Wednesday 6 December 2023

Lake Titicaca from south to north and finally making it to country no5!

After leaving La Paz, we climbed up to lake Titicaca (the highest lake in south America, resting at about 3810 meters above sea level). The lake is not named Titicaca after my grandmother Titika (hehehe!) but apparently in the Aymara language means 'puma' and 'grey'. We crossed the thin channel between the two headlands by boarding a raft (a type of wooden ferry boat that could fit a couple of cars) and then drove on. It was a bit of a wiggly road but I didn't think it was too bad until we passed a bus that had almost gone over the edge with a couple of ambulances taking people to the hospital. That worried me a bit but I tried not to look at the accident for too long.

We reached Copacabana, and quickly packed a couple of bags to cross to Isla del Sol, an island in lake Titicaca where there are no cars (so we had to leave Chiquita behind for a few days and we had to travel light). We rushed to the boat and were soon underway! When we arrived to the northern part of the island, we got a hostel room and Ismene and I ran down to the beach excited to spend the rest of the day building sand forts and having fun! It felt unmistakeably like being on a Greek island other than the fact that there were Incan ruins all over the island and that we were on almost 4000 meters altitude. 

The next day, we went with a small fishing boat to the centre of three smaller uninhabited islands that stood on the northern shore of Isla del Sol. Our guide took us to the spot where there is supposedly a lost underwater city. Apparently, a Japanese archaeologist found a selection of gold plates and other household items probably left there by the Incas. But again, we can't be sure and there are many theories about why these items were found there. It's local tradition to throw flowers and coca leaves into the water as a way of honouring Pachamama and wishing for good health or anything else important to you. So, in theory, you could wish for a Nintendo Switch game for Christmas! Not that I did that of course.....! Or did I....?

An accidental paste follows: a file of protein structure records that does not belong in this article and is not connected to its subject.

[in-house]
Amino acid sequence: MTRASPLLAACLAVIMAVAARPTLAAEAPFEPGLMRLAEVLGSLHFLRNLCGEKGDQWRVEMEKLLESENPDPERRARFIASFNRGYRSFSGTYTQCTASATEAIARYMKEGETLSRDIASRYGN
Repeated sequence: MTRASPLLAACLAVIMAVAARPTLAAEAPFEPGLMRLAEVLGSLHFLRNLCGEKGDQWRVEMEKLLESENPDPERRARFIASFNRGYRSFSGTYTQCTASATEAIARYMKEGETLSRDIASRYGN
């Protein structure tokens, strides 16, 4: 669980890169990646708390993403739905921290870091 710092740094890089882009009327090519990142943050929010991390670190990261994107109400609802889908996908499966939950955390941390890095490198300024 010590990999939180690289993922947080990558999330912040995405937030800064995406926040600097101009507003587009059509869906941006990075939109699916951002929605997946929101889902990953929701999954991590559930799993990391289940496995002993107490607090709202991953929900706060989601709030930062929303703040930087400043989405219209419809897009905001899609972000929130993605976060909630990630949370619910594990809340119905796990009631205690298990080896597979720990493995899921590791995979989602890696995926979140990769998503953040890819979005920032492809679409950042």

We then visited the main ruins on the island, an Incan labyrinth which no one knows what it was for. Some say that it was a school for Incan priests and others talk about this being the place where the first Incan king and queen were born, and where the Incan king was instructed by his father (the son God) to create a temple in his honour. It was really cool to be in the birthing place of Incan civilisation!

On our last day, we hiked the whole of the island from north to south. The hike was great fun as I was jumping from rock to rock, taking adventurous detours and howling like a wolf

But we were not done with lake Titicaca yet. The next day, we crossed into Peru to visit the Uros islands, a selection of floating totora-reed-made islands on the northern part of the lake. Dan and Ioanna arranged for us to stay one night in a little hut-house on one of those floating islands which was brilliant. The border crossing took much longer than we thought it would so we arrived late and it felt magical to observe life on the lake getting quiet and ready for sleep in the dark. 

The Uros people create the islands by removing large pieces of already floating totora from their fields (which are on the lake) and moving them to the selected place. In the morning, we did a little tour with a local Uro family and our guide explained to us the whole process of building the islands, their houses and their boats using totora, totora and more totora. It was fascinating but sounded like a huge job to build and to maintain these islands! Every 15 days or so, they have to put more totora reeds on top of their island to make sure it floats. And the same goes for their boats and houses - they take so long to make, and often require more than two or three people working together for months. 

Sadly, climate change has had a massive impact on the Uro people's lives. Our guide was telling us about how low the water on the lake is and how difficult it has been to find fresh totora reeds to build their houses and to maintain their islands. He talked about not having had any rain for two years now but they are hoping that the rainy season will start soon.

If you want to learn more about the Uros people, you can watch this BBC documentary about living on the lake. We thought it was great and pretty similar to what we experienced, if you ignore the big groups of tourists that is.

Heading to Arequipa next, apparently the most beautiful city of Peru, to stock up for a three-day hike up the highest canyons in the world! Wish us luck!

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